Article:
prior convictions

Prior convictions and your current criminal case – Things happens and people make mistakes all the time, but sometimes these things can follow you for a long time (and maybe forever.)  Criminal convictions fall into that category.  It is more than just about jail time – in fact, we have written extensively on the collateral consequences of criminal convictions.  Not even those consequences, however, explain everything that you need to worry about. In addition to the collateral consequences discussed in that blog, having prior criminal convictions can have a detrimental effect on your current criminal case.

When a potential client calls us about current charges, one of the first questions we ask is “have you ever been convicted of a crime?” If the answer is yes, we then ask, “what crime were you convicted of”. When we ask these questions, we are not being nosy or judgmental, we are asking because prior convictions can have a significant impact on how we handle the current case.  In this blog, we will explain why that is.

Like all of our other blogs, this is intended to provide information only, and it would be a very poor substitute for the advice and counsel of a criminal defense lawyer.

What is a prior conviction?

A prior conviction is a conviction for a misdemeanor or felony charge in any state or at the federal level. Charges that did not result in a conviction are not included as a prior conviction. However, you should tell you lawyer if you have been charged with a crime in the past, as that can affect your options moving forward.

Please note that, contrary to popular belief, prior convictions include DWI and misdemeanor traffic convictions, such as reckless driving, driving while license revoked (DWLR), open container, littering, etc. Prior convictions also include less serious offenses such as underage drinking, worthless check, and possession of marijuana.

How prior convictions affect sentencing

Many states have sentencing guidelines for criminal matters.  North Carolina has misdemeanor sentencing guidelines, felony sentencing guidelines, and DWI sentencing guidelines.  All of these guidelines are based on the crime, any aggravating or mitigating circumstances surrounding the conduct of the crime, and prior convictions.  In the case of DWI, the relevant conduct is specific to prior convictions of DWI.

South Carolina does things differently, since there are no formal uniform sentencing guidelines. However, prior convictions are still a huge factor with sentencing.  The two most important ways in which this occurs are: 1) Many statutes have different levels of severity of punishment for prior convictions written in the statute itself, and 2) Different occurrences of the same crime are punishment more harshly.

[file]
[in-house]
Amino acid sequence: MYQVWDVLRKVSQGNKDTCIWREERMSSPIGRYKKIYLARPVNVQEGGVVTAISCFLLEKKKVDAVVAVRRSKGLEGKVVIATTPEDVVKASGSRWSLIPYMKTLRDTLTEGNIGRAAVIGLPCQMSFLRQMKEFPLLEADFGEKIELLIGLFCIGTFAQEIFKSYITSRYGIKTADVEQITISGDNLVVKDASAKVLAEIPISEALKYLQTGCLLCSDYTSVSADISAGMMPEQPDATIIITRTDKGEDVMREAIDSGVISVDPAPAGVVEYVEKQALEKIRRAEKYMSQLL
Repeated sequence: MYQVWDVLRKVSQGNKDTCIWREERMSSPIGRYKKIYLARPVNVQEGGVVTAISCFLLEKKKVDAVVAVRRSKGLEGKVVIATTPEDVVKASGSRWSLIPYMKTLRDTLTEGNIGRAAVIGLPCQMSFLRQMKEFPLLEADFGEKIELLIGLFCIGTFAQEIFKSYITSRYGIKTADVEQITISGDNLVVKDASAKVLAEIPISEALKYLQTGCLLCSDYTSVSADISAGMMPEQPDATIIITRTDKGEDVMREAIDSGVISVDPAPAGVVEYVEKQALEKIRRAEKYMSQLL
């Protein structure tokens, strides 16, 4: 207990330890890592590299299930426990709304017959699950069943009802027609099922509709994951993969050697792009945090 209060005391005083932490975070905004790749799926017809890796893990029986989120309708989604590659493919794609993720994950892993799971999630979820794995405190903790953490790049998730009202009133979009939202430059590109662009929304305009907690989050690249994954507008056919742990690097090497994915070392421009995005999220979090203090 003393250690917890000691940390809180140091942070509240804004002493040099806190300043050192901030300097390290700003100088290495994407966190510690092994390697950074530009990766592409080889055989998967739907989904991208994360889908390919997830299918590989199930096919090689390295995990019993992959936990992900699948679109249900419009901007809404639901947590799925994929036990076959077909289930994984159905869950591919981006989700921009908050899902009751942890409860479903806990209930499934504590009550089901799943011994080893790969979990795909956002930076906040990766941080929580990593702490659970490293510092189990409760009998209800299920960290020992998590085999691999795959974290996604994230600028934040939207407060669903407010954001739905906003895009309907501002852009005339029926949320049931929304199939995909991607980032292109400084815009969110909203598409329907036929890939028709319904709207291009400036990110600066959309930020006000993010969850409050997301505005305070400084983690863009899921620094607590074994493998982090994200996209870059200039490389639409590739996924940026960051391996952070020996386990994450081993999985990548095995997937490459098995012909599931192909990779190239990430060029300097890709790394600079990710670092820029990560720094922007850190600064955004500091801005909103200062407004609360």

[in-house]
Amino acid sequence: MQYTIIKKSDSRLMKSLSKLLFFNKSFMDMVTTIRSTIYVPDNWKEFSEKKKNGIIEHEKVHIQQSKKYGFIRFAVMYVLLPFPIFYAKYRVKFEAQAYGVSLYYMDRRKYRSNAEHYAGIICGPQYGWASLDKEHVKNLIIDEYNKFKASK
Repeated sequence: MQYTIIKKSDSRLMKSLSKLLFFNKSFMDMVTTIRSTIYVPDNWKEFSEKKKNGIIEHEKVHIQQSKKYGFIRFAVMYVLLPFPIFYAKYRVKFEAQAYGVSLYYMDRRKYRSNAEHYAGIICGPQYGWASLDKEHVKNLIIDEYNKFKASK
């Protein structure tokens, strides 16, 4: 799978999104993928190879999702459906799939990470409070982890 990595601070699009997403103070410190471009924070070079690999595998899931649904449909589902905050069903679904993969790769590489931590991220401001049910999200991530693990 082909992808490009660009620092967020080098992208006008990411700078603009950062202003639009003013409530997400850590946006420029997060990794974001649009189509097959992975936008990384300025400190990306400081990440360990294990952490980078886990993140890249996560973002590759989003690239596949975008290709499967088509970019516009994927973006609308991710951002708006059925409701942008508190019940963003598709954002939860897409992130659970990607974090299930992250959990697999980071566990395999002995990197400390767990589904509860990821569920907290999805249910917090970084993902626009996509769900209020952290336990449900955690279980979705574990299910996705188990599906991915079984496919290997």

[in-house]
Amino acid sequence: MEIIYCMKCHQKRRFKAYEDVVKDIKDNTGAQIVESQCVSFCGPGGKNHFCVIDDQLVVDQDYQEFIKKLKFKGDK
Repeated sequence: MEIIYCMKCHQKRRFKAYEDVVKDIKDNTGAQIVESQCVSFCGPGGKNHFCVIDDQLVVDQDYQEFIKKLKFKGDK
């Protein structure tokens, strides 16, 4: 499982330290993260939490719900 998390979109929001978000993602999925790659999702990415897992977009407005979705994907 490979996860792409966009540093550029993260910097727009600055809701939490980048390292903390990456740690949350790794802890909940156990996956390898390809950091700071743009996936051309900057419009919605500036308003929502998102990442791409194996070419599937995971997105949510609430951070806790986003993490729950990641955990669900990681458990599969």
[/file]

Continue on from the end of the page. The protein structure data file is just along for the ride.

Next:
For example: South Carolina has DUI first offense, DUI second offense … etc., each one having more severe consequences than the last.

In short, generally a prior conviction will cause your current sentence to be a lot harsher than it would be without a prior conviction.

How prior convictions affect bail amounts

Bail bond amounts are determined by two major factors, flight risk and danger to the community.  We wrote a blog on it that you can view here.  Prior convictions are a strong consideration that judges and magistrates use to determine whether or not they think the defendant is a danger to the community.  Typically, the more prior convictions you have, the more it will cost for you to bond out.  Especially if those prior convictions involve crimes of violence.

How prior convictions affect defense strategy

In criminal cases, you always have the right to plead guilty, and you always have the right to a trial.  However, there are some programs that are only available to defendants that meet certain criteria involving the lack of all or certain prior convictions.

An example of this in South Carolina is a program calledPTI.  The numerous examples in North Carolina that come to mind are 90-96, deferred prosecution, and conditional discharge.  These programs have pretty strict rules regarding prior convictions, which would make some people ineligible.  This is one of the reasons two people can be charged with the exact crime and get a much different result.

Prior convictions limit your options.

Eliminating or avoiding prior convictions

Criminal defense is not as simple as some people would like to think.  Rarely is a case as straightforward as a layperson would like to think.  A criminal defense attorney can help you avoid convictions in some case and also tell you if a prior conviction is eligible for an expunction. If you have had an expunction, that prior conviction effectively goes away for the purposes stated above. 

If you have been charged with a crime and are in need of a criminal defense lawyer,contact us.

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